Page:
Olaf Stapledon, the prodigiously talented author of a number of eugenics-soaked sci-fi masterpieces — much admired by Moynihan in X-Risk — would deliver a national broadcast on “The Remaking of Man” in 1931. The address waxed in rapturous fashion about our possible eugenic futures while also warning that accidents or terrestrial catastrophes “may easily disinfect the earth of the microbe, man.” In a modestly titled 1934 tract If I Were Dictator, Stapledon’s friend and esteemed biologist Julian Huxley — son of Leonard, brother of the novelist Aldous — continued this line of inquiry. There, the biologist argued that, while “evolution […] may go backwards, or spread sideways […] or become fossilized,” human intelligence spares us of this fate. “Other organisms are the passive subjects of evolutionary forces,” Huxley wrote, but “man can become the conscious trustee of Evolution.” Two years after this pronouncement, in his own Galton Lecture, Huxley would ominously declare that if eugenics was not widely adopted: “[W]e can be sure of this alarming fact. […] Humanity will gradually destroy itself.” Less than a decade later, in a bid to end a world war marked by the deranged application of eugenics, two bombs would fall out of a clear blue Japanese sky, ushering humanity exponentially closer to the very destruction Huxley prophesied.
In fleshing out this partial history of existential risk’s entanglement with eugenics, my aim is not to paint contemporary x-risk researchers as mustache-twirling villains. I had the pleasure of speaking on a panel with Moynihan a few years ago — he came across as thoughtful, modest, and unlikely to be engaged in a malicious conspiracy. Likewise, it seems a stretch to suggest that Nick Bostrom’s philosophy “contains all the ingredients necessary for a genocidal catastrophe,” as the philosopher Phil Torres recently claimed in a rather hyperbolic article for Current Affairs.
What I am saying, though, is that we cannot claim to take existential risk seriously — and meaningfully confront the grave threats to the future of human and nonhuman life on this planet — if we do not also confront the fact that our ideas about human extinction, including how human extinction might be prevented, have a dark history. Although eugenics was not a univocal movement — in Britain or internationally — the thinkers I highlight above all tended to share the assumption that Darwinian biology (and its synthesis with genetics) marked a turning point, a view shared by most x-risk scholars. This fact bears scrutiny, especially given the growing penetration of tech billionaires into this x-risk space.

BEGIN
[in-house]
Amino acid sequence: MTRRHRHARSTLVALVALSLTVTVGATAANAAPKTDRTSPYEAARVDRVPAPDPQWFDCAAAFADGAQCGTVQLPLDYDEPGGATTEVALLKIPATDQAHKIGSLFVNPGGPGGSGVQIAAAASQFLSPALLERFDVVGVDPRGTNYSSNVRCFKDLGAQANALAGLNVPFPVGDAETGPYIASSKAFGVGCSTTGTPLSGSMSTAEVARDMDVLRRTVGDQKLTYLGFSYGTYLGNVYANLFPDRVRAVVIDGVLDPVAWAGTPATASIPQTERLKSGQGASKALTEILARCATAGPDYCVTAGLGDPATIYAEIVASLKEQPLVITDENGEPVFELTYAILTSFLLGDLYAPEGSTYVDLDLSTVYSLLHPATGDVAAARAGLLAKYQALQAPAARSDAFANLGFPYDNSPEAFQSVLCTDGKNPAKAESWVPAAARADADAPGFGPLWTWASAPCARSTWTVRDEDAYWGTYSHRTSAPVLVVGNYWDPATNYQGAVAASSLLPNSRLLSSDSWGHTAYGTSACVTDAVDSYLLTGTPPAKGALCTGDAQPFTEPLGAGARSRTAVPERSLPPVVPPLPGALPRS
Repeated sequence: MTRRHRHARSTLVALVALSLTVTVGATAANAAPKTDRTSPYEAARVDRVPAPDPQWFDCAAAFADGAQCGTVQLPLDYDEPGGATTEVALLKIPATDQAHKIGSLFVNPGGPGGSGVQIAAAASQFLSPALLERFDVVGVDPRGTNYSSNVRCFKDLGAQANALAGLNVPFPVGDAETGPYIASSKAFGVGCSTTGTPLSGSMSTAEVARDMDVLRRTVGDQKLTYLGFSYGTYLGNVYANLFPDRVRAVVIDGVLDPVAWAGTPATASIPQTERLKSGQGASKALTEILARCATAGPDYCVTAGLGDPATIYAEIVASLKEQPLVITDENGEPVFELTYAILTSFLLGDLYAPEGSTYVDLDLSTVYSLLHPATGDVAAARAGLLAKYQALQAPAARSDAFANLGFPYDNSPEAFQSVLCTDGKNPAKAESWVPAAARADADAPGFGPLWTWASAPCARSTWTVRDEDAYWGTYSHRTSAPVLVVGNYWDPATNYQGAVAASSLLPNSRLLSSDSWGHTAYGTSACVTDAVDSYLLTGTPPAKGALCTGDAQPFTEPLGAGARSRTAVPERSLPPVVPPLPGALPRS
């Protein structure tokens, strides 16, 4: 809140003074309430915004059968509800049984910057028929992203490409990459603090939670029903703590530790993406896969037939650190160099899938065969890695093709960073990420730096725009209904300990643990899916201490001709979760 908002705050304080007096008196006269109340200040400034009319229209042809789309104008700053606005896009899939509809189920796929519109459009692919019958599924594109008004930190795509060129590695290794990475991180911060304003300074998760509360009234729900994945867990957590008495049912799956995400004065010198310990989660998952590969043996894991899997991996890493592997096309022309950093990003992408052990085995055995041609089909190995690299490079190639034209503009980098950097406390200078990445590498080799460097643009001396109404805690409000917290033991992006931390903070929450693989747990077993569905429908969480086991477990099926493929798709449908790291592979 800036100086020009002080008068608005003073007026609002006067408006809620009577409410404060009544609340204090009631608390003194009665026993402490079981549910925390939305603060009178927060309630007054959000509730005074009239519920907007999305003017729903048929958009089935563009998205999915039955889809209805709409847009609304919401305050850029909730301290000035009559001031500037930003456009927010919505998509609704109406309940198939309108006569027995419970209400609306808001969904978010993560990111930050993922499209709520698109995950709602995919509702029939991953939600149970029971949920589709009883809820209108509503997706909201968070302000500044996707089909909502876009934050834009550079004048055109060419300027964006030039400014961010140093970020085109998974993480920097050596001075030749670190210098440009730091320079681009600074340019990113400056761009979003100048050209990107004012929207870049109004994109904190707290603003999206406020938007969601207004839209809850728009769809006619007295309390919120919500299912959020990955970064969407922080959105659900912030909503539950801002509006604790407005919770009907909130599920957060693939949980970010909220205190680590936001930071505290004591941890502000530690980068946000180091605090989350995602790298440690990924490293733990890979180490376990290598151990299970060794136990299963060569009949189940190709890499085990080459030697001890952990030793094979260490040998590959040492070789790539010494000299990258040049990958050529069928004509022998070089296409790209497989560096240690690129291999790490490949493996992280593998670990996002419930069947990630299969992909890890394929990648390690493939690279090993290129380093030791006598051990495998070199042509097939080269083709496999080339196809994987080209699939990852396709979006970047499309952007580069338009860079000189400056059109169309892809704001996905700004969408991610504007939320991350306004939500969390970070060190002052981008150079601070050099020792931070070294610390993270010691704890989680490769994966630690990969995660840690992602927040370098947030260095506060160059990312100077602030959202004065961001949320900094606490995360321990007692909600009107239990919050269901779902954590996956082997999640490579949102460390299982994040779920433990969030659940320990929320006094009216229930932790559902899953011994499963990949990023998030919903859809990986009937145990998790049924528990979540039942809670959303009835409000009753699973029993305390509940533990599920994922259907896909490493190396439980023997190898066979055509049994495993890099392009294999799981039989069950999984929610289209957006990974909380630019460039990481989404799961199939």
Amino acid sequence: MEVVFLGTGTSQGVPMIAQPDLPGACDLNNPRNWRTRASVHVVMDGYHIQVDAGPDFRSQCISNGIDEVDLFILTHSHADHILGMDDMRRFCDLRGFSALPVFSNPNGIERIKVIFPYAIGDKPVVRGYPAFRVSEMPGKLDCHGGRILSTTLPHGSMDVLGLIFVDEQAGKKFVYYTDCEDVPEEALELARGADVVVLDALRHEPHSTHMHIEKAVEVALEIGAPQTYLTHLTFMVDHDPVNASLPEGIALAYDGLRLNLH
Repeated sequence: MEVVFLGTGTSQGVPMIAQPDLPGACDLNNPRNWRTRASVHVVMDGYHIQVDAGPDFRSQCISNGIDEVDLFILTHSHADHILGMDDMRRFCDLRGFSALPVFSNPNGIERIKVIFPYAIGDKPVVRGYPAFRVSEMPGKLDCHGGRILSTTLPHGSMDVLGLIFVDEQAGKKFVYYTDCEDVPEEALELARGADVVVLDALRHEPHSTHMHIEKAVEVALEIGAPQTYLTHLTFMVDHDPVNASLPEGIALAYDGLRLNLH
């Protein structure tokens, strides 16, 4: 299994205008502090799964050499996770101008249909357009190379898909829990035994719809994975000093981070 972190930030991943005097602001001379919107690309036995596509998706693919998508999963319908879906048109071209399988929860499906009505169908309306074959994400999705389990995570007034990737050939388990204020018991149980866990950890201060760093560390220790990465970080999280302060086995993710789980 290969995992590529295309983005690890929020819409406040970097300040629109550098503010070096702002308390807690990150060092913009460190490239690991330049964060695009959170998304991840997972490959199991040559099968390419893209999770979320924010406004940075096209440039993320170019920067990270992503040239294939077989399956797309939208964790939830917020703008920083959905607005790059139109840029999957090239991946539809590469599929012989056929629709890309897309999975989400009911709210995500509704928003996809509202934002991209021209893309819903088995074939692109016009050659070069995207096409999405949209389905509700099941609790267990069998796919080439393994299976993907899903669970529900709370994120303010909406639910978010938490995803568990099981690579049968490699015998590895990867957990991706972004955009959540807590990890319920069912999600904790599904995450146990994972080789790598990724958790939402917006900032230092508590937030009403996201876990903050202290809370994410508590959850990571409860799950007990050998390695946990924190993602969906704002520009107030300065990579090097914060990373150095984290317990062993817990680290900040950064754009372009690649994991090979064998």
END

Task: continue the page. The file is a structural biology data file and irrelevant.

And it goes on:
In the broadest terms, people like Moynihan, Bostrom, and even Musk are united by conviction that we — or, rather, they — have a profound moral imperative to prevent human extinction and provide a livable world for far-future human beings. These are laudable aims. Yet, we should also remember that many early eugenicists also had noble aspirations: Haldane was a staunch anti-imperialist who died an Indian citizen, and Julian Huxley was a vocal opponent of racialized eugenics who spoke vociferously against the Nazi program. Many of them viewed their work as part of the struggle against capitalistic inequality, and yet they also believed in the liberatory potential of eugenics. Any history that attempts to enlist them as Moynihan does in the fight against human extinction must reckon with this complicated legacy.
Today, “man” is no longer the “political animal,” as Aristotle once pronounced. Rather, the human species has become the paranoid animal: the only form of intelligent life able to fear for its future, and now hypothetically (at least according to x-riskers like Musk) capable of using that fear to secure its long-term survival. It remains to be seen whether human beings at large are capable of leveraging this paranoia in the service of a just future — for those currently inhabiting a rapidly warming Earth as well as those to come — or whether “the good of the species” will continue to be the rallying cry of the elite who desire a world remade in their own image. In any case, any attempt to secure a future must aim to learn from past hubris.
Here, it is again worth recalling Julian Huxley, who delivered a speech at Madison Square Garden not long after human shadows were transposed onto Hiroshima concrete. Speaking to an audience of some 18,000 assembled there for a “crisis meeting” on nuclear weapons, the biologist radiated optimism. In a marked departure from his earlier premonitions of dysgenic collapse, Huxley now opined that the species might yet be saved from existential peril by repurposing the split atom for the common good. A few hundred atomic bombs might usefully be dropped on the “polar regions,” Huxley cheerfully advised the crowd. He reasoned that the resulting ice melt would transform the Earth, leading to a warmer, more pleasant climate.